cell count and CRP had improved considerably. The E. coli was sensitive to Ceftriaxone and Ciprofloxacin.
I gave advice to switch the patient from IV Ceftriaxone to oral Ciprofloxacin for a further 4 weeks. From the silence that followed it was clear that this wasn’t the advice that was expected. On discussion it became apparent that the team had wanted IV antibiotics because they felt these were better than orals!?
It seems many people believe that IV antibiotics are better than orals, be they the general public or healthcare professionals. I’m unsure where this myth arises but it is not true.
For any infection the best treatment is the most
narrow spectrum antibiotic given by the simplest and most effective route.
There are certain situations where IV antibiotics must be used, and when oral antibiotics are never appropriate:
• Sepsis, meningitis, encephalitis and other severe infections. In these situations you want to get antibiotics into the patient as fast as possible (IVs are the fastest route) and any delay (e.g. waiting for the patient to absorb an oral antibiotic) could prove disastrous
• When there is no oral equivalent. Some IV antibiotics do not have an equivalent oral preparation such as 3rd generation cephalosporins, carbapenems, glycopeptides and aminoglycosides
• When the bacterium itself has developed resistance to oral antibiotics such as Pseudomonas spp. resistant to Ciprofloxacin, or ESBL positive E. coli with co-resistance to oral antibiotics. The antibiotics to which they remain sensitive are only available IV
• The patient cannot absorb oral antibiotics (e.g. if they have had large amounts of bowel removed surgically or they have other conditions that affect absorption)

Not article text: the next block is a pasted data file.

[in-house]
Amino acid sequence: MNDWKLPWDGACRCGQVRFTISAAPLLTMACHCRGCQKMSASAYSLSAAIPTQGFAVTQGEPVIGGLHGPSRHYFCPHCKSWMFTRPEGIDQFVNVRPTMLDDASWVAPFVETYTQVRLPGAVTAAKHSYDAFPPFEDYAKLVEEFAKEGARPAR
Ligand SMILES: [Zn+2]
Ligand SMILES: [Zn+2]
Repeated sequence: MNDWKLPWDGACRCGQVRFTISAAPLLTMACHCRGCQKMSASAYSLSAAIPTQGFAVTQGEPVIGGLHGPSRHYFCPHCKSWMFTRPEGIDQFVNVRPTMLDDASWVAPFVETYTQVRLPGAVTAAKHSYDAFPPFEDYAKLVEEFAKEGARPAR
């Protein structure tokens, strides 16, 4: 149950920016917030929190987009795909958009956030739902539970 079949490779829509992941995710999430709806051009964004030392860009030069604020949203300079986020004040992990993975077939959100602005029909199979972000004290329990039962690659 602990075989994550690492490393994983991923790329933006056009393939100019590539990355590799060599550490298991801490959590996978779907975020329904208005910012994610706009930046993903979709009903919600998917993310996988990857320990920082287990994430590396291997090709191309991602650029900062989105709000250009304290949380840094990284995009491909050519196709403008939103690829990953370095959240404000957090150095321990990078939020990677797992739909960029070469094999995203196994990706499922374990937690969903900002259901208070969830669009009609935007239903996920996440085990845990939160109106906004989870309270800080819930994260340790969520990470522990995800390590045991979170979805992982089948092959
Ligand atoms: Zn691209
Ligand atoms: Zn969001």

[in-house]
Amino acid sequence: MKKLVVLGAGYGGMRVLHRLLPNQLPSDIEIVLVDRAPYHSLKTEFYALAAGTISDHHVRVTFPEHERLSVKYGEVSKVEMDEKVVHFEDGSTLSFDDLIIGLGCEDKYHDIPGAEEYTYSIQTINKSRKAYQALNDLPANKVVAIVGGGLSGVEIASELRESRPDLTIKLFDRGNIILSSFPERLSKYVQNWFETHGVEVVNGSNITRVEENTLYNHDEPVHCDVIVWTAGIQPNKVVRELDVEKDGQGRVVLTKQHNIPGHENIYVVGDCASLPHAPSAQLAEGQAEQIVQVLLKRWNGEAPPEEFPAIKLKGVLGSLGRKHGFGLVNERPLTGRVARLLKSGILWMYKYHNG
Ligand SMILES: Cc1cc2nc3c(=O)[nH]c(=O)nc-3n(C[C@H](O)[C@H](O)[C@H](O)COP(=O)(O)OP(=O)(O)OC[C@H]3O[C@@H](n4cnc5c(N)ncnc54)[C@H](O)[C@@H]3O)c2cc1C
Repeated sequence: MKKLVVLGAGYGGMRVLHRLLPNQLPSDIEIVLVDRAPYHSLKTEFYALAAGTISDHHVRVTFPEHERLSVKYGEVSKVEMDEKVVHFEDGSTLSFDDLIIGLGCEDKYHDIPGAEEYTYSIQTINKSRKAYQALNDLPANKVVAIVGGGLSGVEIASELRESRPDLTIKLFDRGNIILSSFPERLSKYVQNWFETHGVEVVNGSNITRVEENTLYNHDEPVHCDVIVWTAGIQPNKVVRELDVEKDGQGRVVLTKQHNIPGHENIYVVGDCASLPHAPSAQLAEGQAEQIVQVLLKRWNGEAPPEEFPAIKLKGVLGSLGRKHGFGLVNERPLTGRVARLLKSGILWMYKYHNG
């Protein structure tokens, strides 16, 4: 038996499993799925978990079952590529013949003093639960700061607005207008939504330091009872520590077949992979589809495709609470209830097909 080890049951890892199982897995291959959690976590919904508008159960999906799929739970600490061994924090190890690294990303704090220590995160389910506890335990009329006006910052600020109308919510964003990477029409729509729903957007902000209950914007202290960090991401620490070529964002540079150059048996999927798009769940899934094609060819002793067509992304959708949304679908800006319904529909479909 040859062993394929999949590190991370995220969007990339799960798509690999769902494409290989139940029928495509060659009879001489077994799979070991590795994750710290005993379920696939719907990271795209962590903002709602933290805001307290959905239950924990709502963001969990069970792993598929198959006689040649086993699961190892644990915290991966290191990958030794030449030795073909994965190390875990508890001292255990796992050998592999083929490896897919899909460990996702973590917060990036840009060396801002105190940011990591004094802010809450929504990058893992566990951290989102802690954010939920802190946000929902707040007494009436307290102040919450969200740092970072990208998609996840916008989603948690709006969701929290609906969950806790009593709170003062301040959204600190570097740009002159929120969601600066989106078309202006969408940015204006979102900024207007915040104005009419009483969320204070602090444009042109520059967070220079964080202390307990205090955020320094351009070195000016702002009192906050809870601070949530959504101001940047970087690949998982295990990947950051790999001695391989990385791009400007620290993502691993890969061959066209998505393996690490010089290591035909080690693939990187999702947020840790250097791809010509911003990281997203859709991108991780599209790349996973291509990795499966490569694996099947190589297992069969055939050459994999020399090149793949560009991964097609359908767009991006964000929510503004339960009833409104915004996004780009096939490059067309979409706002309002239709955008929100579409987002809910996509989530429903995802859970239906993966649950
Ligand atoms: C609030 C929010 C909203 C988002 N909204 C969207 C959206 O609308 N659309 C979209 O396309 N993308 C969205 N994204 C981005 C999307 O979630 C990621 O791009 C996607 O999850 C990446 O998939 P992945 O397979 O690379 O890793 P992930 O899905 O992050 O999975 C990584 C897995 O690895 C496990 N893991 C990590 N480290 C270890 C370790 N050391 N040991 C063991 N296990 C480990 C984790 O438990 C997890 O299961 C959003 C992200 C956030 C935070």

• The patient is unable to take medications by mouth
(e.g. they have an unsafe swallow which leads to a risk that anything they try and swallow goes in to their lungs not their stomach)
• The patient is morbidly obese and therefore it is impossible to get therapeutic antibiotic levels with normal oral dosing. These patients often need IV antibiotics that can be dosed per kg of body weight (normal oral doses are generally based on 60-70kg “normal” body weight)
Other than the above exceptions in every other instance it should be possible to treat the patient just as effectively with oral antibiotics.
The benefits of using oral antibiotics include:
• No need for IV access which is a potential source of serious blood stream infections
• Decreased medical resource for administration
• Easier to manage patients in the community
– Reduced risk of healthcare-associated infections
– More acceptable for the patient
• Reduced cost from:
– Reduced inpatient stays
– Reduced need for trained staff to administer IVs
– Oral antibiotics are almost always cheaper than
their IV equivalents
However, in order to achieve antibiotic levels similar to that of IVs, oral antibiotics need to have good oral bioavailability (e.g. they are easily absorbed from the gastrointestinal tract). Antibiotics considered as having excellent oral bioavailability, so very rarely require IV administration,
• Ciprofloxacin and all of the quinolone antibiotics
• Fusidic Acid
As for the patient I was called about, I explained this reasoning behind choosing an oral antibiotic to the SHO...
• Their patient had an microorganism sensitive to an oral antibiotic (Ciprofloxacin)
• The oral antibiotic (Ciprofloxacin) has excellent bioavailability
• Their patient has no problem with their swallow or ability to absorb oral antibiotics
• Their patient still needs a further 4 weeks of antibiotics
but an unnecessary IV catheter is a risk factor for a blood stream infection
• Oral antibiotics give equal, if not better, treatment (e.g.
the patient can go home, costs are reduced, there is less potential for complications, etc)
Bearing all of this in mind, the choice of how to treat this patient is clear; the patient went home on PO Ciprofloxacin and made a full recovery.
Although there are times when it is essential to treat patients with IV antibiotics, the majority of patients can be treated more effectively with oral antibiotics. So Switch IV to orals as soon as safe to do so.
Doctor doctor, I've heard that exercise kills germs; is it true?
Probably, but how do you get the germs to exercise?
Doctor doctor, I feel like a pair of wigwams
The problem is, you've
become too tense
...Your best Doctor, Doctor jokes welcome...